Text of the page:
Our main reason for stopping here was to get Tombstone (GC62), a multi-cache and the oldest Geocache in Texas! Hidden on September 26, 2000, this cache also fills another empty spot on my Jasmer calendar. It's had over 1500 finds since then. It's placed in Doug Russell Park and is three stages. The last two stages are near the location of the Berachah Home and Cemetery. We walked over to the first stage easy, got the info we needed for the final north coordinates. Then we walked over to stage two and got the needed info for the final west coordinates. That's where my problem began. After frustratingly searching for 30 minutes (Candy and GeoDog Max had long been back to the car with the a/c on) for the supposedly easy final stage, I finally decided to recheck my coordinates. Well the north coordinates didn't save correctly in my phone and therefore I was searching in the wrong place! Once I put the correct coordinates in and began searching the correct location, I found it within minutes. YAY!!

The Berachah Rescue Society was organized at Waco in 1894 by the Rev. J. T. Upchurch for the protection of homeless girls and unwed mothers. Nine years later he opened the Berachah Industrial Home at this site. Ten buildings were located here including a print shop for publication of the "Purity Journal." The cemetery which contains more than eighty graves, was first used in 1904 for the burial of Eunice Williams, one of the residents. The home closed in 1935, but the site was used until 1942 as an orphanage run by Upchurch's daughter Allie Mae and her husband Frank Wiese. Most of the graves here are marked without names or dates. Many more just have a first name and year died.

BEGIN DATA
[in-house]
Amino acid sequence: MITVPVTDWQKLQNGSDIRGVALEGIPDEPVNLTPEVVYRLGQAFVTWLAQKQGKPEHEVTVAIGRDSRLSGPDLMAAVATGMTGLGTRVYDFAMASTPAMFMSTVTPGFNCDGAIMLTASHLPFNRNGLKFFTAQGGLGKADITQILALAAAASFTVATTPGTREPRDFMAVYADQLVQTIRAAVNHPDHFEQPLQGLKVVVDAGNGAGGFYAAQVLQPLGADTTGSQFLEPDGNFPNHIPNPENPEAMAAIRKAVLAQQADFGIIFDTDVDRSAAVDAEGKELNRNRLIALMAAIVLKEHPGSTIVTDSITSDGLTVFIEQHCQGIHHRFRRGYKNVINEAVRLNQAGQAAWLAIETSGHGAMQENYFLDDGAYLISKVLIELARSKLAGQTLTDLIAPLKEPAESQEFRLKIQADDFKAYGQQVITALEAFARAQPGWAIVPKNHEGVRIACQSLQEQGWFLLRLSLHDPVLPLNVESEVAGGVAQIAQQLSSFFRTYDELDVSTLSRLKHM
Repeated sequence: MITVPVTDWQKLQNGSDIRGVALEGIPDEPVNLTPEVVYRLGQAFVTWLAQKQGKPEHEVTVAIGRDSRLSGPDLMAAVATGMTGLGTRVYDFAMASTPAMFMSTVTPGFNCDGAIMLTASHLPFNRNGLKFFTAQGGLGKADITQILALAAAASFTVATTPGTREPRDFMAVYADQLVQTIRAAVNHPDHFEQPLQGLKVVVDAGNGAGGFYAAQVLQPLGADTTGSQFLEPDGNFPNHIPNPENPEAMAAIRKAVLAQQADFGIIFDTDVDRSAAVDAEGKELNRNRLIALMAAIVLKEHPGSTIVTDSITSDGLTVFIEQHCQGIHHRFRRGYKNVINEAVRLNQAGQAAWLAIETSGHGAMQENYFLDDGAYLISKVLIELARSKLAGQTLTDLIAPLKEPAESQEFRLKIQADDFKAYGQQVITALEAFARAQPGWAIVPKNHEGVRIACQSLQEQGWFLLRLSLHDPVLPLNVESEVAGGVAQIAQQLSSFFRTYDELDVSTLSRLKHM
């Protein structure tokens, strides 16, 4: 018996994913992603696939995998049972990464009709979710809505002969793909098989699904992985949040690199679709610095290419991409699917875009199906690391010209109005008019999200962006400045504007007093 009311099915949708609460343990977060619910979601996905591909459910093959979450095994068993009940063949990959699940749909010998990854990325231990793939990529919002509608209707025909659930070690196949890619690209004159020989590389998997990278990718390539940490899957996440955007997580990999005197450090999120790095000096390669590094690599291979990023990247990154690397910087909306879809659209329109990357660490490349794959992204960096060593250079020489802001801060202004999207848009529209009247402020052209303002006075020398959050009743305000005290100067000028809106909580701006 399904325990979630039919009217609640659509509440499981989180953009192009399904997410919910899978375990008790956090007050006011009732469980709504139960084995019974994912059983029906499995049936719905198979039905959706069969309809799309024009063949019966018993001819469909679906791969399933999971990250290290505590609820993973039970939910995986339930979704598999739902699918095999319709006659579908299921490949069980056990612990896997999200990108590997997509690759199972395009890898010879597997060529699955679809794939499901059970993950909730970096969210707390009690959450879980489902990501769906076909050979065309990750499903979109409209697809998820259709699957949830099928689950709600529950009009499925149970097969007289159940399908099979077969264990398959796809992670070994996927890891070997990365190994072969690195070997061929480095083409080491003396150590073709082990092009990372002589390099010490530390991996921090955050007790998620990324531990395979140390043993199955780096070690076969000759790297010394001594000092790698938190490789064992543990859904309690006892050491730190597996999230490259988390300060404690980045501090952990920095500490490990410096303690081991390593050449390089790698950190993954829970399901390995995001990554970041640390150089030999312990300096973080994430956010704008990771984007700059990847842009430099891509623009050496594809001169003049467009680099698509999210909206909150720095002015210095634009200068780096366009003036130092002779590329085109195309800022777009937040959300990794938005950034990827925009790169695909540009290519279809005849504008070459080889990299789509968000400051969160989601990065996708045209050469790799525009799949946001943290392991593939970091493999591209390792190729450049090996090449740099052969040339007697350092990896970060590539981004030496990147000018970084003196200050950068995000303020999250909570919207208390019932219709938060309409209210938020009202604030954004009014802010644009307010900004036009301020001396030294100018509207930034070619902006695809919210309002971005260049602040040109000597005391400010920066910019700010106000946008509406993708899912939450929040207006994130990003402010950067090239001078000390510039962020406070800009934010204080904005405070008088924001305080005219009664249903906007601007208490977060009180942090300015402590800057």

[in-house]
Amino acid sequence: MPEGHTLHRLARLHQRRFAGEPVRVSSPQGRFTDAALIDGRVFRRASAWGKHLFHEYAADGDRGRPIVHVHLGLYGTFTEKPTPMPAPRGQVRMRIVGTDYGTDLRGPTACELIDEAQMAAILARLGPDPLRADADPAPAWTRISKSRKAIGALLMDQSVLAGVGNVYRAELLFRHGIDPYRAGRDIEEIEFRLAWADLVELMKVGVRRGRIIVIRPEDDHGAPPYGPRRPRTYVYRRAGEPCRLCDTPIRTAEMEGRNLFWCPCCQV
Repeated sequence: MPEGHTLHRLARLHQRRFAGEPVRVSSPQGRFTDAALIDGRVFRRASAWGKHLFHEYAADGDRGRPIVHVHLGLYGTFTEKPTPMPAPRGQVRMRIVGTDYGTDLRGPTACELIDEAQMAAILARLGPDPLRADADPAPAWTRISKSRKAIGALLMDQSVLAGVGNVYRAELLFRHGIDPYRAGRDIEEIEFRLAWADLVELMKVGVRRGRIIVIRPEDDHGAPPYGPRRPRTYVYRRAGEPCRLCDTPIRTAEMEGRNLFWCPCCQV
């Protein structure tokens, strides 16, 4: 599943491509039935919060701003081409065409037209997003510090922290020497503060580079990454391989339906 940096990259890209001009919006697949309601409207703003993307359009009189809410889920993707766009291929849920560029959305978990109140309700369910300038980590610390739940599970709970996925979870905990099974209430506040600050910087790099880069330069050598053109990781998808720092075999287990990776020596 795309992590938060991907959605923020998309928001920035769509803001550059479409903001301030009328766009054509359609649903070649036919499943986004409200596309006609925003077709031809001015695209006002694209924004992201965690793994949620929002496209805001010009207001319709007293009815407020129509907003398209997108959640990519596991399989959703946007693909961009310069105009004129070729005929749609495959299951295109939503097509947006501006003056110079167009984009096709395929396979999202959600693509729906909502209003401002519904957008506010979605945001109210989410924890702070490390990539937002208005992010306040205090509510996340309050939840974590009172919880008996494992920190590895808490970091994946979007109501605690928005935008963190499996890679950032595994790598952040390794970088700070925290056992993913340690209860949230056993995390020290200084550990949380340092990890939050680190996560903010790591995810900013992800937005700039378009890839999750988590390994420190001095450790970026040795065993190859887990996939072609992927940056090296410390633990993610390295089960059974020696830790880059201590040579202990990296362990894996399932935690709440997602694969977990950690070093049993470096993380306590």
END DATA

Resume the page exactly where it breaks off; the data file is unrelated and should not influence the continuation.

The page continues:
Finally back to I-20 heading east. We spent a couple of hours in the Arlington area and now we have to make up some time. So no more stops until we needed another gas stop in East Texas. And of course while the gas is pumping I checked my phone and there was a cache there too (GC4EE5P). A quick find and back on the road. It was soon getting dark and we drove over halfway into Louisiana.

As it turned out the hotel we stayed in was located in West Monroe, LA. And just around the corner was the Duck Commander Headquarters! The location of the Duck Dynasty TV show is filmed here. So before heading down the highway, we had to stop by for a few photos.

We didn't stop much on Sunday because we still had over 760 miles to go. But we stop just before the Mississippi River at Grant's Canal for another virtual Geocache (GCGDM2). During the summer of 1862, the Union's first attempt to bypass the Confederate Army at Vicksburg by digging a canal across DeSoto Peninsula failed. By January 1863, the Union had reoccupied the Louisiana shore opposite Vicksburg. Gen Ulysses S. Grant ordered work on the canal resumed. The canal was to be 60 feet wide, 1 1/2 miles long, and deep enough to float any vessel on the river. Ground was broken on January 30, black work gangs assisted by fatigue details from the Union Army began to work. Later, steam pumps and dredge boats were employed. To stop the work, the Confederates placed several big guns on the shore opposite the canal's exit but the work progressed. On March 7, the upper dam gave way, flooding the entire peninsula. Grant's Canal had failed. After gathering the information we needed to qualify for the cache find, we continued eastbound.

After about 3 1/2 hours later on US-98 in South Mississippi, it was time for a break to stretch our legs a bit. I looked up some caches ahead of us and found a cemetery just off the road with three caches (GC445DQGC445DVGC445DP). 

There was a gas and food stop along the way, but nothing to write about. We arrived in St Augustine, FL about 9:30 PM. A long day of driving. Sleep was soon thereafter!